I’d like to thank Geoffrey Horton for today’s photograph of David Love’s 1958 Ferrari 250 TR seen here at Danville Concours d’Elegance in 2008.
The 250 TR powered by the lightweight 276 hp 2,953 cc /180 cui Colombo Tipo 125 engine was a hugely successful sports car winning the Le Mans 24 hour race, with Phil Hill and Oliver Gendebien at the wheel in 1958 and further variations winning the endurance classic in 1960 and 1961.
#0754, originally painted blue, was sold to Yugoslavian born Guatamalan Jaroslav Juhan co driver of the car, under the ‘Equipe Los Amigos’ banner, in the 1958 Le Mans 24 hours with Frenchman François Picard who collided with the Lotus of Jay Chamberlain in heavy rain six hours into the race.
After Le Mans #0754 returned to the factory for repairs to the Scaglietti pontoon bodywork and was re painted red before being shipped to Vasek Polak a friend of the now retired from racing Juhan.
Jack Graham comprehensively damaged the car on the October 22nd 1960 when he locked his brakes at Laguna Seca and came to rest against an oak tree. After surviving serious injuries Jack retired from racing.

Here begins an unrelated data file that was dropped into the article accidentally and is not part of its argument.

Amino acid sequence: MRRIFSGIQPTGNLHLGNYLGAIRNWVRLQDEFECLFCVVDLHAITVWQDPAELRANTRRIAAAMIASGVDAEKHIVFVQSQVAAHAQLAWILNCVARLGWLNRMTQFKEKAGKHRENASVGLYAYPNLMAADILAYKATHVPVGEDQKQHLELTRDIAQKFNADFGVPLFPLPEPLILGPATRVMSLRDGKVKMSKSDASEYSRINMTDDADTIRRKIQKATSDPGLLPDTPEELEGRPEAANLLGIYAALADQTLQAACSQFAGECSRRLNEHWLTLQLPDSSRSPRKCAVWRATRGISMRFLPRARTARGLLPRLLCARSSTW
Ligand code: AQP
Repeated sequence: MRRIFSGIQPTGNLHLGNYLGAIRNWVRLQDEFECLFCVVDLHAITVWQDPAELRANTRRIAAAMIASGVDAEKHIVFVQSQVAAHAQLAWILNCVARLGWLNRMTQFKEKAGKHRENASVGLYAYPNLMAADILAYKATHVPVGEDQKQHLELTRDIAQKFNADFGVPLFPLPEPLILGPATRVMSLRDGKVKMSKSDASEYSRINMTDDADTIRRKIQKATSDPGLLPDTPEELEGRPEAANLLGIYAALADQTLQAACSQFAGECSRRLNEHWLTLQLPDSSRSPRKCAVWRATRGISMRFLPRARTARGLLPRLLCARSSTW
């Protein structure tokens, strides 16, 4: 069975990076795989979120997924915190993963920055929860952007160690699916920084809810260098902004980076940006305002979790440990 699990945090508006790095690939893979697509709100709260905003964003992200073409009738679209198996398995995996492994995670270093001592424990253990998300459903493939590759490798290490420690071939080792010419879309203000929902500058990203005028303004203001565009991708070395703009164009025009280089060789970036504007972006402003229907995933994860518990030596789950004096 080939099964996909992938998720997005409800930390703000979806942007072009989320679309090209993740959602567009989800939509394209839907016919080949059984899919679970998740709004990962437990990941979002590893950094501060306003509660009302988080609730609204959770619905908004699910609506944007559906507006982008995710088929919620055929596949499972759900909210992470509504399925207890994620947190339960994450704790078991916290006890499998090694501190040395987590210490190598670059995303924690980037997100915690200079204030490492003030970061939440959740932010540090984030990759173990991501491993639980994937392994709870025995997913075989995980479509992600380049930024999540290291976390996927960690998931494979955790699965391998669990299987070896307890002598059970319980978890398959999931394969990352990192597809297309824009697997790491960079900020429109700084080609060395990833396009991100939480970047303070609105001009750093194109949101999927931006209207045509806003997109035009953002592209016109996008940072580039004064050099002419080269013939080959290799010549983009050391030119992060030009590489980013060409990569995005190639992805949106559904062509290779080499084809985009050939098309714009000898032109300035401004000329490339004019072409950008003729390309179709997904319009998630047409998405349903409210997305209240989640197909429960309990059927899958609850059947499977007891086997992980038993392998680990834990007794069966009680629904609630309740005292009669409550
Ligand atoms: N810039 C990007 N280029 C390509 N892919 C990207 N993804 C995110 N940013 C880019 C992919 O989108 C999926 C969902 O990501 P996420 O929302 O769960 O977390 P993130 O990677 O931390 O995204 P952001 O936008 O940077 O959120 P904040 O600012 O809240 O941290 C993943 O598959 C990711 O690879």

Bob Gengami had the car repaired and raced it in 1962 selling it on to Bob Allen who advertised #0754 TR as ‘freshly overhauled’ in 1964 when David Love acquired it.
David described the car he purchased as ‘completely unusable’ and after unsuccessfully suing the vendor began the slow process of restoration to the condition in which we see the car here. Along the way David raced the car from 1965 to 1968 and since 1974 he has raced #0754 in historic events.
The 250 TR is generally accepted as one of the two most desirable Ferrari’s amongst auctioneers, behind the 250 GTO, a 1957 250 TR was sold for US$ 12,100,000 in May 2009.
Thanking Geoffrey for sharing this sumptuous photograph, more details and photographs on the history of #0754 TR can be found on Tams old race car site here.
I hope you have enjoyed today’s Scaglietti pontoon edition of Gettin’ a lil’ psycho on tyres and that you’ll join me again tomorrow when I’ll be celebrating the life of one of this blogs earliest contributors Mr Edwin Arnaudin. Don’t forget to come back now !